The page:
Sooner or later, every growing midmarket company arrives at an agonizing choice: Do you build your own data center or outsource it?
In greater numbers than ever before, midmarket firms are sampling a burgeoning menu of options to supply their most critical computing facilities. They range from outsourcing every stick of infrastructure to handpicking just a few key technologies for third-party hosting (also called managed services) to taking the traditional route of building it in the basement.
In outsourcing's corner, there's CIO Greg Schueman. Avoiding the financial burdens of a data center build-out actually figured into the business strategy behind Employers Direct Insurance Co. in Thousand Oaks, Calif. "Once you decide to be an owner, so much of your future is predicated on that," says Schueman. "Once you build it, you're locked in."
A 15-year IT career in large enterprises gave Schueman a lot of experience constructing enormous data centers. "Philosophically, it becomes a question of agility," he notes. His current 18-person IT staff has extensive expertise in the insurance business and project management of external service providers such as Salesforce.com and Avnet Inc. "Fundamentally, our strategy is to outsource or host everything we possibly can. We have the least troubled IT organization I've ever run," the CIO adds, "because literally, things don't go bump in the night."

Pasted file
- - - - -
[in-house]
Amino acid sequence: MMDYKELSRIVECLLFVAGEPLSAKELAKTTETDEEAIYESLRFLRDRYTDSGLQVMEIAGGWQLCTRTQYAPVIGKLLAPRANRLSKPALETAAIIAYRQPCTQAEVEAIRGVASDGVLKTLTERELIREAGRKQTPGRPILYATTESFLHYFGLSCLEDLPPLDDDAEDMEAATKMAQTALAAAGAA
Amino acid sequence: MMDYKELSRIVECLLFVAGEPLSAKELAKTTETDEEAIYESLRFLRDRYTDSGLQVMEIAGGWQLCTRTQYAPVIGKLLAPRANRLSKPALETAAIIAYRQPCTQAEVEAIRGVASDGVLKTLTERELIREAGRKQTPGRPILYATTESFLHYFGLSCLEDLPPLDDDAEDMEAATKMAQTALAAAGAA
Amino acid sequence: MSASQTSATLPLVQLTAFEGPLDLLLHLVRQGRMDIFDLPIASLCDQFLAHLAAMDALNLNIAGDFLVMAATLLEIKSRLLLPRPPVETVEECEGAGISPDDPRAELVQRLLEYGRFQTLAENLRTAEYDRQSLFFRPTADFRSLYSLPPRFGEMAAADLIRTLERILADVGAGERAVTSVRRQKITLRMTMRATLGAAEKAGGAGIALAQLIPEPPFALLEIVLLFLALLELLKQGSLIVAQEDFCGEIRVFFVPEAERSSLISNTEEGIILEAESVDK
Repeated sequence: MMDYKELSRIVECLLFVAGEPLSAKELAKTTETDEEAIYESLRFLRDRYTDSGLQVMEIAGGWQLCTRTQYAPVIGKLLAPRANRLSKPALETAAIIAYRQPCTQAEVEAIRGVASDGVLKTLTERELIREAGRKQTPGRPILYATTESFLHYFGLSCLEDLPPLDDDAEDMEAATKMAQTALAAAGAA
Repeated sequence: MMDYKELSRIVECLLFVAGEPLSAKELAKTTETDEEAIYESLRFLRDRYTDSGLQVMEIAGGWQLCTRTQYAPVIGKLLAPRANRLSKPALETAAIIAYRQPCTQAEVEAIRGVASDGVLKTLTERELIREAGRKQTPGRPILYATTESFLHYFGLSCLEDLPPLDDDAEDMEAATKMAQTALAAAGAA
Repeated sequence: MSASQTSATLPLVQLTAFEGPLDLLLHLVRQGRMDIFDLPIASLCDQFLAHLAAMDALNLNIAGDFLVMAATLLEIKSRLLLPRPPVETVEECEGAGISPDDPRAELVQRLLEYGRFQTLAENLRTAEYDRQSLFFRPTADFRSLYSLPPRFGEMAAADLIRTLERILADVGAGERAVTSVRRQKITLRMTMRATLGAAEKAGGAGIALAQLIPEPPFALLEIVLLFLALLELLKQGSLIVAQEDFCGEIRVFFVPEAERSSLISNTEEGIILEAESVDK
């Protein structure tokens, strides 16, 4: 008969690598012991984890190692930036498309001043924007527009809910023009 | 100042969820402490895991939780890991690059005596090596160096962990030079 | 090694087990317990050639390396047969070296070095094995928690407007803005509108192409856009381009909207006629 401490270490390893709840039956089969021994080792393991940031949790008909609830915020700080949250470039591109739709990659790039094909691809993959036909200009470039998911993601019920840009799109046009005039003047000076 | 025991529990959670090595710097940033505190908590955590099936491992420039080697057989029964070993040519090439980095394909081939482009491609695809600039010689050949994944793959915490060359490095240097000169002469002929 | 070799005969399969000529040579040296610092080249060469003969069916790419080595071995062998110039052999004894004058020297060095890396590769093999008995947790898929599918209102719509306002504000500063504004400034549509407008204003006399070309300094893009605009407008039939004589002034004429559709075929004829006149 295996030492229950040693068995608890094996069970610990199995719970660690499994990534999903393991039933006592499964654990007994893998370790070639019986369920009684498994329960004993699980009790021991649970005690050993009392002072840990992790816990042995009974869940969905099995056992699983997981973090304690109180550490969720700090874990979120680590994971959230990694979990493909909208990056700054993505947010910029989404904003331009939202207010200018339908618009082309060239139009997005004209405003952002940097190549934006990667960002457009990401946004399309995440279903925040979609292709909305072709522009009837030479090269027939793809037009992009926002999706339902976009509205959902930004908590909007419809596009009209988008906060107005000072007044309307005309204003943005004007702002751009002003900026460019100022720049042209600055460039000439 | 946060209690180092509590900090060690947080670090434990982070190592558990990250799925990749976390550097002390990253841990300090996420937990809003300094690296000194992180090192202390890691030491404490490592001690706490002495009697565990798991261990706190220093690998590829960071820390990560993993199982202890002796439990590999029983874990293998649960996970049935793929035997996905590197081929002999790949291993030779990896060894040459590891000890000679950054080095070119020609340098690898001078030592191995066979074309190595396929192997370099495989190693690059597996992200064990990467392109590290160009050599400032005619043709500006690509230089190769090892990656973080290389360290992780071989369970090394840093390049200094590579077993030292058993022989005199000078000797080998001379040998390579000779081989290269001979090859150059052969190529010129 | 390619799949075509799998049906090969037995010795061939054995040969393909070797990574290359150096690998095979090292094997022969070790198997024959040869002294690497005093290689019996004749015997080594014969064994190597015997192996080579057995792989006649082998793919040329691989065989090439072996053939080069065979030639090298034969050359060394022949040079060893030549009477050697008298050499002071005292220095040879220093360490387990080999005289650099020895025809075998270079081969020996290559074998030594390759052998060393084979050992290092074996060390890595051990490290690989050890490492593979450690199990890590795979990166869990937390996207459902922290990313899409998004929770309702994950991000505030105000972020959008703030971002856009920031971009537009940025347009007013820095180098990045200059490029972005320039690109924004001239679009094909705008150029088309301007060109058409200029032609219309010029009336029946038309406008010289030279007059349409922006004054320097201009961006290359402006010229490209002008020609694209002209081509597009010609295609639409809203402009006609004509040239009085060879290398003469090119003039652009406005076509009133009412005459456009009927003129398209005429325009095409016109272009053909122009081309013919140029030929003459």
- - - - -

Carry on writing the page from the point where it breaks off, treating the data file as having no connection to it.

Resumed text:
At only 2 years old, $165-million Employers Direct is California's only investor-owned, direct writer of workers' compensation policies -- meaning it uses no agents or brokers. "The structure here is a pretty radical departure from what you'll usually find in the commercial insurance segment," explains CEO James Little. "The vision of not bringing [IT] in-house has really been the key to the success our company."
In the other corner, there's Barry Brunetto, vice president of information systems for Blount Inc., a $750-million, Portland, Ore.-based manufacturer of outdoor products and industrial cutting tools. "Most companies that sell outsourcing services are trying to make the CEOs and CFOs believe that technology is a utility. I do not believe that," says Brunetto. "If you outsource your strategic enabler, you are risking outsourcing your future."
Just last month, he fired his managed services vendor (IBM), brought a major production application (SAP) back in-house, and installed his own Dell and EMC hardware at an AT&T data center hosting facility in Mesa, Ariz. (see "Meet the Terminator").
After subtracting first-year costs of $850,000 for new hardware, Brunetto expects eventually to save between $700,000 and $900,000 annually by bringing his SAP application back in-house and providing his own hardware to the hosting facility in Arizona. "The whole managed services piece turned out to be a lot of aggravation and expense," he says bluntly. "I would never do it again."
This was first published in April 2006